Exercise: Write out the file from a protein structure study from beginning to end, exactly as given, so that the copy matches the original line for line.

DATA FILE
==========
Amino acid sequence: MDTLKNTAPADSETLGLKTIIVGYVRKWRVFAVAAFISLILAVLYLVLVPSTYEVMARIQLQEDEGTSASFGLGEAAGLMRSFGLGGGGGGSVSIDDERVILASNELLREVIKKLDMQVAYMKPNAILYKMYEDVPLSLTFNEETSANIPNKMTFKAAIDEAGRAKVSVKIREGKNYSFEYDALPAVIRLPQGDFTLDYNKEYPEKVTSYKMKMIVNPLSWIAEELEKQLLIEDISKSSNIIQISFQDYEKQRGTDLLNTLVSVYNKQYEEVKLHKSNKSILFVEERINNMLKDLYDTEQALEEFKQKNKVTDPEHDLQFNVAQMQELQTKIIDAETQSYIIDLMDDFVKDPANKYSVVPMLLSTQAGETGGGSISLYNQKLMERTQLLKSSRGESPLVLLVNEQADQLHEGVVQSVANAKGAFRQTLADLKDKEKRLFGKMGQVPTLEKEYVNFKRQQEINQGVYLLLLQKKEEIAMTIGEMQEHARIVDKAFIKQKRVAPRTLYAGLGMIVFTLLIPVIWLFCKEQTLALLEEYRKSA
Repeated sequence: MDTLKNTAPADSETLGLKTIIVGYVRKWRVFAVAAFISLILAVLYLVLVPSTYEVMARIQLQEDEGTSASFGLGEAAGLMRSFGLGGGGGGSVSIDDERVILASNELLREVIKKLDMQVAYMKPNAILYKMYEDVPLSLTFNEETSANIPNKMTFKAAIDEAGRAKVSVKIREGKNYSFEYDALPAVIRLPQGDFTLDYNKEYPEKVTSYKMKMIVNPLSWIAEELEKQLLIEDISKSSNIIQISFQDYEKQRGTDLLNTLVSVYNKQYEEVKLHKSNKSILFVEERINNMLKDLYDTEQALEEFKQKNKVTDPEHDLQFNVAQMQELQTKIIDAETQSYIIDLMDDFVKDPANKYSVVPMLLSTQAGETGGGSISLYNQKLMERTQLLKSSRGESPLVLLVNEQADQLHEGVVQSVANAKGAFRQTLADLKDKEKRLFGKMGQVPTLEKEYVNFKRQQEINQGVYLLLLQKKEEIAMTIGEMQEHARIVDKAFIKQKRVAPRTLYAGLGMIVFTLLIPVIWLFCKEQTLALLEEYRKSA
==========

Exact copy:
Amino acid sequence: MDTLKNTAPADSETLGLKTIIVGYVRKWRVFAVAAFISLILAVLYLVLVPSTYEVMARIQLQEDEGTSASFGLGEAAGLMRSFGLGGGGGGSVSIDDERVILASNELLREVIKKLDMQVAYMKPNAILYKMYEDVPLSLTFNEETSANIPNKMTFKAAIDEAGRAKVSVKIREGKNYSFEYDALPAVIRLPQGDFTLDYNKEYPEKVTSYKMKMIVNPLSWIAEELEKQLLIEDISKSSNIIQISFQDYEKQRGTDLLNTLVSVYNKQYEEVKLHKSNKSILFVEERINNMLKDLYDTEQALEEFKQKNKVTDPEHDLQFNVAQMQELQTKIIDAETQSYIIDLMDDFVKDPANKYSVVPMLLSTQAGETGGGSISLYNQKLMERTQLLKSSRGESPLVLLVNEQADQLHEGVVQSVANAKGAFRQTLADLKDKEKRLFGKMGQVPTLEKEYVNFKRQQEINQGVYLLLLQKKEEIAMTIGEMQEHARIVDKAFIKQKRVAPRTLYAGLGMIVFTLLIPVIWLFCKEQTLALLEEYRKSA
Repeated sequence: MDTLKNTAPADSETLGLKTIIVGYVRKWRVFAVAAFISLILAVLYLVLVPSTYEVMARIQLQEDEGTSASFGLGEAAGLMRSFGLGGGGGGSVSIDDERVILASNELLREVIKKLDMQVAYMKPNAILYKMYEDVPLSLTFNEETSANIPNKMTFKAAIDEAGRAKVSVKIREGKNYSFEYDALPAVIRLPQGDFTLDYNKEYPEKVTSYKMKMIVNPLSWIAEELEKQLLIEDISKSSNIIQISFQDYEKQRGTDLLNTLVSVYNKQYEEVKLHKSNKSILFVEERINNMLKDLYDTEQALEEFKQKNKVTDPEHDLQFNVAQMQELQTKIIDAETQSYIIDLMDDFVKDPANKYSVVPMLLSTQAGETGGGSISLYNQKLMERTQLLKSSRGESPLVLLVNEQADQLHEGVVQSVANAKGAFRQTLADLKDKEKRLFGKMGQVPTLEKEYVNFKRQQEINQGVYLLLLQKKEEIAMTIGEMQEHARIVDKAFIKQKRVAPRTLYAGLGMIVFTLLIPVIWLFCKEQTLALLEEYRKSA